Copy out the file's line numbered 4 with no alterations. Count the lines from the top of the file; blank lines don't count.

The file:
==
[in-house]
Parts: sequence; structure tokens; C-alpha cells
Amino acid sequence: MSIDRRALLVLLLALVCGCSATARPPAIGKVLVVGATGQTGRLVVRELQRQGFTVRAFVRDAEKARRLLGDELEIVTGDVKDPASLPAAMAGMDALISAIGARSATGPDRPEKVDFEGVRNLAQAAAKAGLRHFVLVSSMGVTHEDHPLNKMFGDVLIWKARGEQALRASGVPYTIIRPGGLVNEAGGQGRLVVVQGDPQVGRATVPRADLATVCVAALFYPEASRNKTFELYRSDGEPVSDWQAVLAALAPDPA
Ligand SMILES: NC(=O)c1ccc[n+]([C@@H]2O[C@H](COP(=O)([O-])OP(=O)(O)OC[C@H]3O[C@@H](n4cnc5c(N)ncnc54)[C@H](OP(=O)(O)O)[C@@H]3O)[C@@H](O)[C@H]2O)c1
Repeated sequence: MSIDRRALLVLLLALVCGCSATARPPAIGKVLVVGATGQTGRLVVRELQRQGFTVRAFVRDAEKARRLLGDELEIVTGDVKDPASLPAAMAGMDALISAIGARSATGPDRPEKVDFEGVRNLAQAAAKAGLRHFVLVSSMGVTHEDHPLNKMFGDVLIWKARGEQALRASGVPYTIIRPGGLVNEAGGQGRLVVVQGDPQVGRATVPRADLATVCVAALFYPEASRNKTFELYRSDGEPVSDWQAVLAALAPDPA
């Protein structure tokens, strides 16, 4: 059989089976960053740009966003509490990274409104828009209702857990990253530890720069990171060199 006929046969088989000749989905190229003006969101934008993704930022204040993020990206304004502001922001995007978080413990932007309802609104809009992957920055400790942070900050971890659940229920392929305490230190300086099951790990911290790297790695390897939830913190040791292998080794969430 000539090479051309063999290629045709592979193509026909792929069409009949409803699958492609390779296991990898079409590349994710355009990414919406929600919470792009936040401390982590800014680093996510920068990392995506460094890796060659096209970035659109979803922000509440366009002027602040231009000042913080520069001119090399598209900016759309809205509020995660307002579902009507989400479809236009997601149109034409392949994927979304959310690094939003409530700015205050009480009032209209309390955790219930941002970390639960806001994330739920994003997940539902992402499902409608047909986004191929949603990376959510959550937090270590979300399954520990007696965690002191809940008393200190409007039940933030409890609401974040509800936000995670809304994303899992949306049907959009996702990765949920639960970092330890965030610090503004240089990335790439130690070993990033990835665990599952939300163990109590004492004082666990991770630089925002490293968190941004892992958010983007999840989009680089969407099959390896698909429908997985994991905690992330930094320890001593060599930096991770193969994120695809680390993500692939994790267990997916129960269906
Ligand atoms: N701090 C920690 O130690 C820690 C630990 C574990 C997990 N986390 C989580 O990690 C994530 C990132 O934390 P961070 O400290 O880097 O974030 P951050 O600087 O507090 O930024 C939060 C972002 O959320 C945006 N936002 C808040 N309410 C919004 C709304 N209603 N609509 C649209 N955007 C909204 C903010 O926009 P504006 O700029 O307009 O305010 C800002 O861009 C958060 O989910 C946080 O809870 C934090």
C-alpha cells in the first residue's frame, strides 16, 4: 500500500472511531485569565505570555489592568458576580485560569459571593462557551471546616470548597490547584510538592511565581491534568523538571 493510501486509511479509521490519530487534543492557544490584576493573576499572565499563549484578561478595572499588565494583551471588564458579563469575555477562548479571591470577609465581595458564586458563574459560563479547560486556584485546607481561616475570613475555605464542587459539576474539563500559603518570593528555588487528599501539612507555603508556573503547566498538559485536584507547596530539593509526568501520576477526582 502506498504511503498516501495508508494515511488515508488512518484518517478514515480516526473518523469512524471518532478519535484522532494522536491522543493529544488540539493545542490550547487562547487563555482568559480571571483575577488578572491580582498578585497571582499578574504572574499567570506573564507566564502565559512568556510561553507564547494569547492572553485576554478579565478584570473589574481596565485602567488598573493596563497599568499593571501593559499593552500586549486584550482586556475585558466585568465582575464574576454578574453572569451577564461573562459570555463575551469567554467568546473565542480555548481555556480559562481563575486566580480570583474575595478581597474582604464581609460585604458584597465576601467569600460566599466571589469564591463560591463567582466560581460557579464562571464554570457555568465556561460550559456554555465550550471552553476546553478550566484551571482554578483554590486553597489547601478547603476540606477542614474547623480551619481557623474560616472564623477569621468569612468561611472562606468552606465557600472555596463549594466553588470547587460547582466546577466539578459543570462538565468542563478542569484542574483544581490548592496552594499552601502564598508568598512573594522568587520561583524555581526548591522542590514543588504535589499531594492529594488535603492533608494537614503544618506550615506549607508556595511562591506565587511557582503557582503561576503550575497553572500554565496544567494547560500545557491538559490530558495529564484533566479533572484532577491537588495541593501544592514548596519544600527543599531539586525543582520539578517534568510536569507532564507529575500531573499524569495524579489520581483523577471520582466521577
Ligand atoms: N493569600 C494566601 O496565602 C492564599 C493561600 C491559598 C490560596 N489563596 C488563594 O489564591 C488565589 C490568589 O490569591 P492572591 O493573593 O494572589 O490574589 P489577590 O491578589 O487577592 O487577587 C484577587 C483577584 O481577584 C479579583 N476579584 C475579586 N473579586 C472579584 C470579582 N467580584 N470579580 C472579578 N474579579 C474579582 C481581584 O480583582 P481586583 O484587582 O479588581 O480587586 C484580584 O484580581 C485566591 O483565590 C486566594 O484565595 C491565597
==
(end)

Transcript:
Ligand SMILES: NC(=O)c1ccc[n+]([C@@H]2O[C@H](COP(=O)([O-])OP(=O)(O)OC[C@H]3O[C@@H](n4cnc5c(N)ncnc54)[C@H](OP(=O)(O)O)[C@@H]3O)[C@@H](O)[C@H]2O)c1